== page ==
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Old Guy

Scouts of the Airborne

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(This is a prelude to the previous story)

“I don't remember volunteering for this,” grumbled Old Guy. He had to shout in Donnie's ear, wedged as he was between a strapped-down Harley-Davidson motorcycle, a burly paratrooper sergeant, and Donnie, his fellow dispatch rider/scout.

“You didn't,” cried Donnie. “I volunteered us both. The alternative was going across in a landing craft. You know I get seasick.”

The glider lurched and shuddered. Nobody breathed for several seconds. As the craft steadied the men huddling on troop seats relaxed ever so slightly. Somewhere below lay the English Channel. Normandy was yet twenty minutes or so ahead. At that moment every man aboard (save for Old Guy and Donnie) wished to be riding in a C-47 preparing to jump out over occupied France. Going to war in a damned glider wasn't in keeping with the glory of the paratroops.

All things considered, Old Guy preferred to be in a glider. Jumping out of perfectly good airplanes seemed like a reasonable description of insanity. He wasn't exactly thrilled to be there at all. Further discussion with Donnie was called for. The last thing Old Guy remembered was attending a party thrown by some casual acquaintances in the 82nd Airborne. Security being tight, there were no women present, but he vaguely recalled an amazing quantity of booze, some brewed by the paratroops and quite good in spite of that. The next memory was of being dragged from a dingy tent and pushed into a group of troopers standing beside a smallish glider. Some helpful soul wheeled his Harley into the fuselage through the open front end of the beast, then swanned off, waving a cheery goodbye. If Old Guy could find out who the smiling sonofabitch was, he'd kill him.

What the hell are you clowns gonna do with these here motorcycles?” bellowed the paratrooper sergeant seated to Old Guy's right.

Ride 'em,” he shouted back. “Carry messages. Scout ahead of troops – sometimes.”

The sergeant nodded and shrugged. “The 319th is a field artillery battalion. We don't have no scouts. You'll get yer ass blown away ridin' around on them noisy bastards.”

Old Guy shook his head. “Some damn general thought otherwise.” No sense blaming his predicament on Donnie. That would involve a good deal of explanation complete with historical examples. Every soldier already knew the Army was screwed up.

Stupid bastards,” agreed the sergeant.

Time seemed to speed up as they approached the drop zone. Over the drone of engines Old Guy could make out the sporadic crack of exploding antiaircraft shells. For the hundredth time he resolved to kill Donnie – provided the Germans didn't finish them both off first. “What's the landing zone like?”

The sergeant produced a map sealed in acetate. “Open fields mostly. An east/west road on the north. Trees to the south. Scattered trees north of the road. Not many houses.” He placed the map in his left trouser leg bellows pocket. “Expect anything. We might wind up in Norway or Africa.”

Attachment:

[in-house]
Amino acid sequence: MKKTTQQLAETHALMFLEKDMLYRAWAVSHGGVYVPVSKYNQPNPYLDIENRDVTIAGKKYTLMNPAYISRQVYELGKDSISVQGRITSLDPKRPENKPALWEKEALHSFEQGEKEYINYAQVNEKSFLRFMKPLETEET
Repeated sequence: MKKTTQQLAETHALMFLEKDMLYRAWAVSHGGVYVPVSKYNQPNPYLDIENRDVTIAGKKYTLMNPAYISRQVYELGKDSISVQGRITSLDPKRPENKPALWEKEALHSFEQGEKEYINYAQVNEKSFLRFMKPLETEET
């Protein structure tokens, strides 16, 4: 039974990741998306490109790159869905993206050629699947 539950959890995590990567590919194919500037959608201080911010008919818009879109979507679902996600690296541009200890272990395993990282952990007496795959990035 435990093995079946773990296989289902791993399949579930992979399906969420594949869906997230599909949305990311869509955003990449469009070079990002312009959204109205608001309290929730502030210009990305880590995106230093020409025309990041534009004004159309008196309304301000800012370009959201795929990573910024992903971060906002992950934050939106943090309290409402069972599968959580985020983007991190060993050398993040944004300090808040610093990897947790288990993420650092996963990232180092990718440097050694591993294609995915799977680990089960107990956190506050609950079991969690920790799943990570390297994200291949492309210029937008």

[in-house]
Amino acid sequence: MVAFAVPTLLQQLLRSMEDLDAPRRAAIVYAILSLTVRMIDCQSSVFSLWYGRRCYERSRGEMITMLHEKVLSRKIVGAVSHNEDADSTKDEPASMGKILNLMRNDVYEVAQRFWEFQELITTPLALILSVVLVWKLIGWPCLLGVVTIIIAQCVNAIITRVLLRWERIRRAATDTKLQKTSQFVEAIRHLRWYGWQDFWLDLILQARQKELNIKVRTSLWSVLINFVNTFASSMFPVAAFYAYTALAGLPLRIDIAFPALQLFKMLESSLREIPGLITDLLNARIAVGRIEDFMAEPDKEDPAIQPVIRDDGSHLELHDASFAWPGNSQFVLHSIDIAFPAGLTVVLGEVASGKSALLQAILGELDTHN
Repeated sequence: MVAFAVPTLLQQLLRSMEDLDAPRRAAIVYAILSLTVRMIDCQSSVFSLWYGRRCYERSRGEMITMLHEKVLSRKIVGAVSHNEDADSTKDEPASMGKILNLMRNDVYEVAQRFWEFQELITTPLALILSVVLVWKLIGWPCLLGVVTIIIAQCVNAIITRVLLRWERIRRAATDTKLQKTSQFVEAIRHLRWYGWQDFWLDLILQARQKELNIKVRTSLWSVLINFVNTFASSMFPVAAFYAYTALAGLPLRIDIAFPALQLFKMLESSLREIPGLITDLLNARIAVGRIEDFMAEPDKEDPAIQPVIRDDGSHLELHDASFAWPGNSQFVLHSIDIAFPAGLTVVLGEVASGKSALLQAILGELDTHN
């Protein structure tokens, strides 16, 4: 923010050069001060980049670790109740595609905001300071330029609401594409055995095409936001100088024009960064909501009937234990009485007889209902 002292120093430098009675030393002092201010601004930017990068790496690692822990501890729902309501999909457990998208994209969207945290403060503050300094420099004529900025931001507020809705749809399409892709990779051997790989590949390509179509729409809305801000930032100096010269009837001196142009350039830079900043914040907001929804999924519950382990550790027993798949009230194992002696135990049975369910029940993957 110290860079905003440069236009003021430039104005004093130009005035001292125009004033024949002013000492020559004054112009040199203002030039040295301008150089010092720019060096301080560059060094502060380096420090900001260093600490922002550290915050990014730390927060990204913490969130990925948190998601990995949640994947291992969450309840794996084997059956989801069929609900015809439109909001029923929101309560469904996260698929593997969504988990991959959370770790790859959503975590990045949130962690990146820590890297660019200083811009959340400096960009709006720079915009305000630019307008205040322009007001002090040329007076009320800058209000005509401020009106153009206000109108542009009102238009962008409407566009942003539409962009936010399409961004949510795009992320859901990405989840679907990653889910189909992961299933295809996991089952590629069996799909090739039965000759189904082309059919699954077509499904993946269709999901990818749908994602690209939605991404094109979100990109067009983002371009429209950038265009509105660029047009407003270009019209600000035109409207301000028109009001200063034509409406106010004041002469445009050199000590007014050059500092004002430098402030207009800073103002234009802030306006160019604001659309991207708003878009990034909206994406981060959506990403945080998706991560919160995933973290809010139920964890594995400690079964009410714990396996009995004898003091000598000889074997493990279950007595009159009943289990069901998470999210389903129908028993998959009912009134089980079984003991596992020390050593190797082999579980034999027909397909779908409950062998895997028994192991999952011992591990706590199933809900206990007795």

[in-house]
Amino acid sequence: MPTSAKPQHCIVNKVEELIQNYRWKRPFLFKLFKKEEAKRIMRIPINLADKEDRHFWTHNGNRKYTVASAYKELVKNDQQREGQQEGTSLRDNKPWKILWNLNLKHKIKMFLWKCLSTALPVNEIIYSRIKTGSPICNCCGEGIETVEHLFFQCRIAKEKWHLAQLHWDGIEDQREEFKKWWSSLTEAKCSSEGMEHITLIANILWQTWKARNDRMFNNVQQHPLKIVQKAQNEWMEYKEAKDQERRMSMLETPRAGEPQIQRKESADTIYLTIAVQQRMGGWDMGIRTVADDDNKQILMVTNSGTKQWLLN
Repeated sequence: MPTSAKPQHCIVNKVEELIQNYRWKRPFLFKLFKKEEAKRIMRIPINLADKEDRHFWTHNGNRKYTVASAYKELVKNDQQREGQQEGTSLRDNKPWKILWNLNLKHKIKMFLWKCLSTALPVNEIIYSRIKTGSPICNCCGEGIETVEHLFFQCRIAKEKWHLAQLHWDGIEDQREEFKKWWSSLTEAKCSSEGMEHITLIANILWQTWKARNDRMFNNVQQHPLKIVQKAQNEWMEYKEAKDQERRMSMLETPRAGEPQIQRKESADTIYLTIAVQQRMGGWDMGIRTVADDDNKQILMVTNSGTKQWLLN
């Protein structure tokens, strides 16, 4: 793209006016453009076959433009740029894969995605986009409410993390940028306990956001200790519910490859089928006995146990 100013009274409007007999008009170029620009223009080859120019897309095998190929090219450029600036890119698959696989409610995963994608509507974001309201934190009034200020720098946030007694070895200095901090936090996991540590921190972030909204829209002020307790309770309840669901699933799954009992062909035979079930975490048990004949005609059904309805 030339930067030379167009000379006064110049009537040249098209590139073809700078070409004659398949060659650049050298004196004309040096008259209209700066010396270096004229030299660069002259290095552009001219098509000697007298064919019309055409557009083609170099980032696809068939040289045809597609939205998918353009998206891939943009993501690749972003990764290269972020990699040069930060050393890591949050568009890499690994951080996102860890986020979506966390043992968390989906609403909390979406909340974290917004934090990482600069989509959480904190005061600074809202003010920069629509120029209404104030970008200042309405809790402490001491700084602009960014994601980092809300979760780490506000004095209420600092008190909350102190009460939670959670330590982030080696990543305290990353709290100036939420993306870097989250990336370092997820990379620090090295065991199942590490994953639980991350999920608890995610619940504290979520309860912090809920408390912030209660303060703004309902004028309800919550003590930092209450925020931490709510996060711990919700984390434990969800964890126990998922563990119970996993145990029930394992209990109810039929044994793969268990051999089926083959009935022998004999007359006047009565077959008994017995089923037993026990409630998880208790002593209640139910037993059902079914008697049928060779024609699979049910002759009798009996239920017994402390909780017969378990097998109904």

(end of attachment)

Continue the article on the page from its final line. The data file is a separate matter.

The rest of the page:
I been in Africa,” said Old Guy. “Don't wanna go back.”

Further conversation was cut off as a series of sharp blasts tossed the glider up and to the right. Steel bits ripped through the thin walls. Men cried out. Curses filled the cabin. Donnie shouted in Old Guy's ear. “We must have crossed the coast!” He was smiling like a chimp.

Old Guy grabbed Donnie's field jacket and snarled, “If you get me killed I'll haunt your ass forever!”

Jeez. I was just tryna get us here in one piece. I coulda just left you lying under that table where them paratroopers was partying. We're getting to France with dry shoes and no seasickness. A guy could be grateful, y'know.”

Grateful?” An explosion rocked the glider. Old Guy grabbed his Harley. The paratrooper sergeant slumped against him, head lolling. Gently, Old Guy pushed him away. The body swayed for a moment as the glider bounced around, then flopped forward. Blood drizzled to the cabin floor.

Donnie tugged on Old Guy's arm. “Hey! The guy next to me is dead.”

Everybody seems to be dead – except us – and I don't give us good odds.”

Just to give a lie to his statement, a dumb bastard wearing lieutenant's bars stood up. “We've been cut loose! Brace yourselves!” Men stirred, grabbing for supports. Tightening restraints.

The glider's motion was definitely different. Nose down, it swooped left then right, as if the pilot were seeking something familiar below.

Hell, Donnie,” cried Old Guy. “We might make it after all.” A sudden thought pushed his fear aside. “You got a map? Where are we supposed to go after we land?”

I ain't got no map. They tole me to find 82nd Division HQ and have them direct us to wherever.”

Christ. We can't just wander around the countryside. It's crawling with Krauts.” Old Guy gingerly retrieved the paratrooper sergeant's map. There was no blood on it, for which he was very grateful.

The pilot evidently never found what he was looking for. At the last moment the glider leveled off over a field sprouting a veritable forest of poles. Anti-glider obstructions. He missed the poles but couldn't avoid the trees lining the edge of the field.